Posted to on December 12, 2015 by David Thomas Moran

Brittany Metz and Patricia Lois Nuss are artists and educators working predominantly in the Central Florida area. Metz is a mixed media installation artist most recently experimenting with video and alternative photography, while Nuss is a photographer experienced in traditional and alternative photographic processes. TrIP provided an excellent opportunity for a collaboration that was in line with both artist’s current direction.

Once upon a time, instant was special and it could actually yield an object. (queue the drama)

An object of beauty and wonder, An object of art,

An object that was personal,

…the instant photograph!

But this wasn’t always the case; most of us are old enough that if stop and think, we can actually remember what it was like to be without the instantaneous and never ending entertainment provided by our magic handheld rectangles. We are so accustomed to it we don’t even notice how extraordinary our instant satisfaction (or dissatisfaction) really is. Instant is the prerequisite to life, and physicality is secondary.

It was the product of the instant process that made it so special, not the amount of likes received. For this reason we resolved to work with Polaroid Land Cameras. Patricia had one already and Brittany, without knowing, bought a nicer one online for the project because as Patricia puts it, “she’s always one‐upping me.”

As we rode, we worked within other mediums as well (such as video and digital) but our objective from its conception was to utilize one of the original “instant” communicators to create something unique as evidence from our day on the bus. Using our land cameras, we shot our images on Fuji 100‐C film (a replacement to the long lost – and sorely missed – Polaroid 669 film), as well as one pack of expired 669 film Patricia was able to find on eBay.

One thing we really enjoyed about riding the bus was how it made us slow down. Our mission was to carefully look at the world around us, to interact with others, to seek out and record what details we could to share the experience.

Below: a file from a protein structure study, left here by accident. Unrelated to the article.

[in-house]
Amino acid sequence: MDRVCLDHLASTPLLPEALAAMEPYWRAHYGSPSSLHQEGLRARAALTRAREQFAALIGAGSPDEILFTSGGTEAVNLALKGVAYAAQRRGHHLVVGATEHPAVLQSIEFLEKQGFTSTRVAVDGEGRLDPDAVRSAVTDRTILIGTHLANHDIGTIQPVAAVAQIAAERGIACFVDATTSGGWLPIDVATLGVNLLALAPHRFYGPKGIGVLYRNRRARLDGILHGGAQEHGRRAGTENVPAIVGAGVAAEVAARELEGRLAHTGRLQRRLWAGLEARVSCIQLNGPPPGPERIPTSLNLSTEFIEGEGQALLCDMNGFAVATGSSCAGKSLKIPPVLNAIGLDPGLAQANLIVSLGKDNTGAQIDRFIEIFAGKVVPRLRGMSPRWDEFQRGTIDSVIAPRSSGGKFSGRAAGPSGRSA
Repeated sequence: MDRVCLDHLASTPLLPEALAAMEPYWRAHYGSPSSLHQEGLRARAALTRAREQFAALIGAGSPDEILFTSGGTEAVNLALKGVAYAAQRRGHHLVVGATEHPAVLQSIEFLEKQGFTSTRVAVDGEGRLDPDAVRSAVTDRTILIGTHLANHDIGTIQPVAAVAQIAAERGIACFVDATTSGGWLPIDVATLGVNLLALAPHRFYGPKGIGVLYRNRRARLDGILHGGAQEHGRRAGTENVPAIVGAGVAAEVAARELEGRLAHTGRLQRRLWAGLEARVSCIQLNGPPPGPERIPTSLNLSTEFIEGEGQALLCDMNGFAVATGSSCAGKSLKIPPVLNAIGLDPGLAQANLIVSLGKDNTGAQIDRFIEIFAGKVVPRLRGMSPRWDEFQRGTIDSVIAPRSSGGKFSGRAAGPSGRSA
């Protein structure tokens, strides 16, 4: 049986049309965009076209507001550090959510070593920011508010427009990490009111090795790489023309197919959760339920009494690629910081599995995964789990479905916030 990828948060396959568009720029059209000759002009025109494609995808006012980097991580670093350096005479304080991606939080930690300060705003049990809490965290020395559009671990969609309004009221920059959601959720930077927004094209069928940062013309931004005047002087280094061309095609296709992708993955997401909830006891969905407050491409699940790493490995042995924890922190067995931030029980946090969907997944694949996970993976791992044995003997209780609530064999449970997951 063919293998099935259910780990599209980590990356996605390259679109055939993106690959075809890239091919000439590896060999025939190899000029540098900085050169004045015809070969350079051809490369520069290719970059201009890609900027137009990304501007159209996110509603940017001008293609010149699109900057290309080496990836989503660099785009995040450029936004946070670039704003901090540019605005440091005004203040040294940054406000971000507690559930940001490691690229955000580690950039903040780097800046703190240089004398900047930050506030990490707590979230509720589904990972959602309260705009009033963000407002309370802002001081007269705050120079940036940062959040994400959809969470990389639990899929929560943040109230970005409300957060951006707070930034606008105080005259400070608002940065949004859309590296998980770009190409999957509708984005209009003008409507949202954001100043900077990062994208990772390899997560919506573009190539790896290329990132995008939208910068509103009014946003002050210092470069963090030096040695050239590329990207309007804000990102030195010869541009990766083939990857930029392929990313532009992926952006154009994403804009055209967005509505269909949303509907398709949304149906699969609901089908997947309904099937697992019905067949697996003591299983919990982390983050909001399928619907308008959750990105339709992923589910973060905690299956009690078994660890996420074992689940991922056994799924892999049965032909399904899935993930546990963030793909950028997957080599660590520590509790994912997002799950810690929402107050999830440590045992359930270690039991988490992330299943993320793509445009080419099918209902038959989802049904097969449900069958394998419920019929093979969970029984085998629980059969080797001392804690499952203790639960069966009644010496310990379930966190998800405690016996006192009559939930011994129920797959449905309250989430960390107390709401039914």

For our trip, we took the Lymmo Orange Line around downtown Orlando. We used the bus not so much as the subject of our art, but as the vehicle to get us around to the experiences wherein we could create.

At about 9am, we hopped on the bus at the info center on Church and Orange, and rode around to the Orlando Public Library, Orange County Courthouse, Heritage Square, and even stopped into the Avalon Gallery for a quick Hello to Mr. Pat Greene.

We got off at each stop and walked around, spending time documenting our experiences along the way with the help of our lovely assistant Vikhy. We spoke with multiple riders and transit employees, photographed, and archived what we were shooting. I should mention that an assistant was necessary. This process requires development time, dry time, and results in quite a bit of waste that needs to be disposed of properly. Not to mention Brittany was hauling around a giant headless #manontherun. In summary, we had a lot of stuff, and Vikhy helped us manage it.

We love the playfulness of this medium. It’s not intended to be a planned endeavor – you go, you look, you shoot, you fuck it up, you shoot more, you eventually succeed and have one print to show for it. There are no negatives, there are no copies; you get what you get and you don’t throw a fit! The process does have the potential to be expensive if you aren’t careful. With a limited amount of photos delivered in packs, you aren’t allowed the option editing in post‐production. Using instant pack‐film is exciting but also risky.

We wanted to work in this way because it is less about creating the perfect photograph and more about the experience itself.

At the end of the day, you’re left with a one‐of‐a‐kind print. Just one print.

You could stop there, but we decided to take our project a step farther. We actually set out not just to work with instant film, but also to work with Emulsion Lifts. Patricia recently taught a workshop on the process and Brittany was interested in the process so we brainstormed all the ways we could use these lifts to create a mixed media sculpture (combining both of our worlds).

Emulsion Lifts are fun, experimental, and relatively easy, but there is no going back once you lift that image. You can’t curate it easily and you can’t duplicate these photos. Lifting is permanent and you can’t go back because there are no negatives, no digital file. It happened, it is, it was.

What you have now is not a photograph anymore, but something else entirely – a delicate, floating, see‐through, plastic‐like image that you can then adhere to other objects. We are putting the lifts on plexi glass, providing a window into our experience through a snapshot narrative.

Just as public transit and navigating the city can be, we believe our piece and process is beautiful, diverse, and unpredictable.